Earthworms as the ultimate strategy to face microplastic pollution

Have you ever seen an earthworm make magic? These little creatures can, for instance, eat leaves and make them disappear! Earthworms are one of the few animals capable of decomposing organic material. So, even though they seem insignificant living things, it is hard to imagine a world without them. But, what if I told you earthworms could also make microplastics in soil vanish? What if they represent the ultimate strategy to face microplastic pollution?

I am Mireia Pagès Guitart, a Catalan biomedical scientist, a second-year student of the Master’s Programme in Pharmaceutical Research, Development and Safety at the University of Helsinki, and a new HiLIFE trainee! With the support of the HiLIFE Research Trainee Scholarship, my ambition was to engage in applying sustainability to science, a much-needed climate action.

Me working in the lab, performing a Western Blot. If I had known what my future research would be like back then, I don’t know if I would have believed it!

Even though my passion has always relied on combining both topics (sustainable science), this dream didn’t come true until I came upon Prof. Michael Jeltsch. He is another scientist fond of practicing sustainability, both in his lab and his research projects. What amazed me the most was the earthworm project that his lab team wanted to carry out: using earthworms as a microplastic degradation strategy.

Earthworm’s digestive system and microbiota

Before joining the group’s lab work, I did an extensive literature review on the earthworms’ digestive system and microbiota. This was useful to expand my background knowledge and have some insights on how to conduct the experimental part of the project.

Earthworm’s digestive system is mainly composed of the gizzard. The gizzard is an amazing structure responsible for grinding and crushing the food. Different digestive glands are also present and contribute to the digestion process by releasing proteolytic enzymes. In other words, these enzymes break down the ingested food into even smaller pieces.

Inside the earthworm’s gut, there is also the microbiota: a community of bacteria. The microbiota maintains the intestinal homeostasis and, most importantly, breaks down carbohydrates that the glands can’t digest, contributing to the digestion process further.

Surprisingly, it has been seen that the earthworms’ digestive system and its microbiota digest contaminants from the ground along organic material. Could this mean that earthworms would be able to turn microplastics into soil fertilizer? Indeed, this would be a promising approach to explore.

Two little creatures of our earthworm farm in the lab. They are making magic 😉
Picture taken by Michael Jeltsch

Microplastic degradation potential

On my first day in the laboratory, we designed the experimental plan. To make our dreams come true (creating microplastic-degrading earthworms), we should exploit the earthworm’s digestive system properties. For instance, if specific enzymes released by their glands are more effective than others, we could enhance their expression to improve the digestion process.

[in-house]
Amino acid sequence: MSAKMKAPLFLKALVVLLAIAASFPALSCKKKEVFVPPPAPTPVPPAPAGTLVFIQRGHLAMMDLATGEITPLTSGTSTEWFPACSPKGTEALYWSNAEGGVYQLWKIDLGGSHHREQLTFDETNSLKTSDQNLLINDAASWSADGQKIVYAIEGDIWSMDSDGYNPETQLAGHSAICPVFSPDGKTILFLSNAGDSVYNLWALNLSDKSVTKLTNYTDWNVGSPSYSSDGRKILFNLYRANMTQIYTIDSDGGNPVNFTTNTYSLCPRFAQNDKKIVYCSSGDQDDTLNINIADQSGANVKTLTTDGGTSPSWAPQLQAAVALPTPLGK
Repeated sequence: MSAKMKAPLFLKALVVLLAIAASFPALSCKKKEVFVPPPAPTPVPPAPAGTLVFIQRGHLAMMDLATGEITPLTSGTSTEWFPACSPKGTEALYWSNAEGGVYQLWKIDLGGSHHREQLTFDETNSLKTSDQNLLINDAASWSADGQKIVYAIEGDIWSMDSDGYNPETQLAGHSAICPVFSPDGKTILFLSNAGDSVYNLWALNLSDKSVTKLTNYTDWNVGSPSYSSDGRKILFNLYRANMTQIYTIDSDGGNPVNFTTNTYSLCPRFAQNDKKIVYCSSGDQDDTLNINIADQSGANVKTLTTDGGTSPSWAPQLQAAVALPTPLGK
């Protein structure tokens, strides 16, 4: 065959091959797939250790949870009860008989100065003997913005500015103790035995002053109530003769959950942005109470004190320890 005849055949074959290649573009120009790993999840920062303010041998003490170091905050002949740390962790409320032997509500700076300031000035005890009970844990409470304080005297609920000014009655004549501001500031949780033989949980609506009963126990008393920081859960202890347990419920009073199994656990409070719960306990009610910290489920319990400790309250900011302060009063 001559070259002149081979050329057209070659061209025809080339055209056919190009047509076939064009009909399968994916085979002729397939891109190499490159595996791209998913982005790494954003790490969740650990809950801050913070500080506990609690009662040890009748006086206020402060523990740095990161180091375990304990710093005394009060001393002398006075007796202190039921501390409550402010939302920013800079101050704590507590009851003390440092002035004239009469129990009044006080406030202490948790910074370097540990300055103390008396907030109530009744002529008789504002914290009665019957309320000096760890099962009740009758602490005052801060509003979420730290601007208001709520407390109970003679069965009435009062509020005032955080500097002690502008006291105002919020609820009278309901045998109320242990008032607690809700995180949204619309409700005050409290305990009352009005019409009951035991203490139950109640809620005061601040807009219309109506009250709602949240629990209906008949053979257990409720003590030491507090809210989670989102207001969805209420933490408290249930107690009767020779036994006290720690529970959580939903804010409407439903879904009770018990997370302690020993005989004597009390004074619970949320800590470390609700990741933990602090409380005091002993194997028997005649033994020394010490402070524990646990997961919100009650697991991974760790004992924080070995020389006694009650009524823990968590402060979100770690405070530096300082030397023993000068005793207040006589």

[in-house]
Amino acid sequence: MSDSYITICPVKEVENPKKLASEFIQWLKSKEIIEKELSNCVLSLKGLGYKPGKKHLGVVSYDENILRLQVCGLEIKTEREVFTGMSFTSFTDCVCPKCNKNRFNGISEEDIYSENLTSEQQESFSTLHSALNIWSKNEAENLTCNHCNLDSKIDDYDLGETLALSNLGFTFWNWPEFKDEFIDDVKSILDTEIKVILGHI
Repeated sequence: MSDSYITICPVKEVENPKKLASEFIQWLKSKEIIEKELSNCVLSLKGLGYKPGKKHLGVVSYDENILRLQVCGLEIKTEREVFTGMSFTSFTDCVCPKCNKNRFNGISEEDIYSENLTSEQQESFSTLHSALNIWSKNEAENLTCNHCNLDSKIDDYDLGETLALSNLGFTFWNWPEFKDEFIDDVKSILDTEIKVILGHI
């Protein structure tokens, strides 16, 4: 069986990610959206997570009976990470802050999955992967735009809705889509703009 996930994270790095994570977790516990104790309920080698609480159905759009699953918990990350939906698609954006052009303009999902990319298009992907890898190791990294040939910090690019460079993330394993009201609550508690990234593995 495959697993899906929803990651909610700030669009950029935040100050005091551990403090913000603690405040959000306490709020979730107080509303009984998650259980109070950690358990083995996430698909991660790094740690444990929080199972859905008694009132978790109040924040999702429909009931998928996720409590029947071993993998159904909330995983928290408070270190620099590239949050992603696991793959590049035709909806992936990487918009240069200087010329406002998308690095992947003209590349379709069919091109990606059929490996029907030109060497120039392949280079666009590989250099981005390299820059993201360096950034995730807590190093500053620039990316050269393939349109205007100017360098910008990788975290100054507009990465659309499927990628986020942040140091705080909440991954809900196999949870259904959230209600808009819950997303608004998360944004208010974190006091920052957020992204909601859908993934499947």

Overall, it was clear that we would need to modify the earthworm’s DNA to make them transgenic animals. Let’s imagine that we aim to enhance the expression of a certain enzyme. We would take the gene coding for such an enzyme, assemble it in a plasmid (=DNA) and place this plasmid inside a virus. This is known as a cloning step. Next, we would transfer the plasmid inside the earthworm by infecting the animal with the virus. Once inside, the earthworm would express the gene and activate the enzyme production. Finally, we would assess if the microplastics’ degradation takes place.

Gene expression and regulation: Overview of DNA Cloning, 2018 (Khan Academy):

The beginning of my research

Of course, every experiment needs a control before anything happens. For this reason, since I started my traineeship, I have made the mentioned cloning step with GFP protein instead of any enzyme gene (previous example). GFP protein is easy to detect on animals because it expresses green fluorescence. Using GFP will be useful for us to know if our experimental method on earthworms works at all: earthworms will emit green fluorescence if we are successful. If we are on the right track, we will be able to proceed with the rest of the project afterwards.

During this time, I have also got to know the lab team members and how they work. I give lots of importance to team building, so I am happy to feel that comfortable in this group. I have high expectations for all that I will learn, the lab techniques I will use and the skills I will earn. This traineeship will help me grow both as a scientist and as a person. And, if this project raises meaningful outcomes, we would have a powerful tool to fight one of the biggest issues that we are facing nowadays:  microplastics pollution. 

Studying in Finland is a worthwhile adventure. The snow gives light in the darkest times and the sun is much more appreciated than anywhere else. Also, the University of Helsinki provides plenty of opportunities to keep learning in the best way. All in all, it is an unforgettable experience. You will hear more about my traineeship experience and the research progress later this spring. Keep an eye out because there is more to come!

Again me, this time in nature, looking at sunflowers that probably have bloomed thanks to our little helpers, the awesome earthworms!

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